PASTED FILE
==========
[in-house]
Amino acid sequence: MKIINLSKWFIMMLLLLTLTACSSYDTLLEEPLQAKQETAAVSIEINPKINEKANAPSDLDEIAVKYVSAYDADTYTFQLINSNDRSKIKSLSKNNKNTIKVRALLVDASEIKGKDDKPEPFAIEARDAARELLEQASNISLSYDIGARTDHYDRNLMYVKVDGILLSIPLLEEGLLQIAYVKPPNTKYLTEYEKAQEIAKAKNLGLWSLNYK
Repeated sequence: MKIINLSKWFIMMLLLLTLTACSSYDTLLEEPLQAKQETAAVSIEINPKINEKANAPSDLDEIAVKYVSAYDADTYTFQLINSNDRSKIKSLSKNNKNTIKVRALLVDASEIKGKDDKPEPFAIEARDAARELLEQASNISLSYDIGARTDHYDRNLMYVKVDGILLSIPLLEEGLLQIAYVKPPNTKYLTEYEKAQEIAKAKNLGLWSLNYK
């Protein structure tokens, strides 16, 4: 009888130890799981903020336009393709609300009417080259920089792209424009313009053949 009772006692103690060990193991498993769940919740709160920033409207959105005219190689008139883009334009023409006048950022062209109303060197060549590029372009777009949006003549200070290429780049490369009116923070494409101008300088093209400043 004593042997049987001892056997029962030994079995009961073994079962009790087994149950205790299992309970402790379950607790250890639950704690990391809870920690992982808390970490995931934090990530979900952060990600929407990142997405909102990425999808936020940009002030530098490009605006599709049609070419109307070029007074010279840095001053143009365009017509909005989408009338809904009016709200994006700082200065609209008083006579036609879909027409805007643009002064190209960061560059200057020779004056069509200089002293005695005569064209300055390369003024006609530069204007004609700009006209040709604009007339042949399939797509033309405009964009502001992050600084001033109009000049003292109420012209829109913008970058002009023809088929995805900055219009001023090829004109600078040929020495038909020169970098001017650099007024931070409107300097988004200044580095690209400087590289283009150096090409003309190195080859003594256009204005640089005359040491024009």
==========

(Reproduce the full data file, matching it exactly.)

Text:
[in-house]
Amino acid sequence: MKIINLSKWFIMMLLLLTLTACSSYDTLLEEPLQAKQETAAVSIEINPKINEKANAPSDLDEIAVKYVSAYDADTYTFQLINSNDRSKIKSLSKNNKNTIKVRALLVDASEIKGKDDKPEPFAIEARDAARELLEQASNISLSYDIGARTDHYDRNLMYVKVDGILLSIPLLEEGLLQIAYVKPPNTKYLTEYEKAQEIAKAKNLGLWSLNYK
Repeated sequence: MKIINLSKWFIMMLLLLTLTACSSYDTLLEEPLQAKQETAAVSIEINPKINEKANAPSDLDEIAVKYVSAYDADTYTFQLINSNDRSKIKSLSKNNKNTIKVRALLVDASEIKGKDDKPEPFAIEARDAARELLEQASNISLSYDIGARTDHYDRNLMYVKVDGILLSIPLLEEGLLQIAYVKPPNTKYLTEYEKAQEIAKAKNLGLWSLNYK
């Protein structure tokens, strides 16, 4: 009888130890799981903020336009393709609300009417080259920089792209424009313009053949 009772006692103690060990193991498993769940919740709160920033409207959105005219190689008139883009334009023409006048950022062209109303060197060549590029372009777009949006003549200070290429780049490369009116923070494409101008300088093209400043 004593042997049987001892056997029962030994079995009961073994079962009790087994149950205790299992309970402790379950607790250890639950704690990391809870920690992982808390970490995931934090990530979900952060990600929407990142997405909102990425999808936020940009002030530098490009605006599709049609070419109307070029007074010279840095001053143009365009017509909005989408009338809904009016709200994006700082200065609209008083006579036609879909027409805007643009002064190209960061560059200057020779004056069509200089002293005695005569064209300055390369003024006609530069204007004609700009006209040709604009007339042949399939797509033309405009964009502001992050600084001033109009000049003292109420012209829109913008970058002009023809088929995805900055219009001023090829004109600078040929020495038909020169970098001017650099007024931070409107300097988004200044580095690209400087590289283009150096090409003309190195080859003594256009204005640089005359040491024009």